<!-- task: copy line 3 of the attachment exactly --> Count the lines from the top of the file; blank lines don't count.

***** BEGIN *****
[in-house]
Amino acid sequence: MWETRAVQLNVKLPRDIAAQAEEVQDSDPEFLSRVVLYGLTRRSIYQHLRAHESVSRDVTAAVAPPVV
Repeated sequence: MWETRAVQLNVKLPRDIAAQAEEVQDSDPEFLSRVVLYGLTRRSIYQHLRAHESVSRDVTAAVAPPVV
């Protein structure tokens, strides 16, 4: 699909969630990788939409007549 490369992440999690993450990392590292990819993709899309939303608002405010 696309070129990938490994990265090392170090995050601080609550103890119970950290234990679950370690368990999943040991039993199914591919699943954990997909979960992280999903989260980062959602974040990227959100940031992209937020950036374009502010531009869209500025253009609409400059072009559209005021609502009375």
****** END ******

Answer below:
Repeated sequence: MWETRAVQLNVKLPRDIAAQAEEVQDSDPEFLSRVVLYGLTRRSIYQHLRAHESVSRDVTAAVAPPVV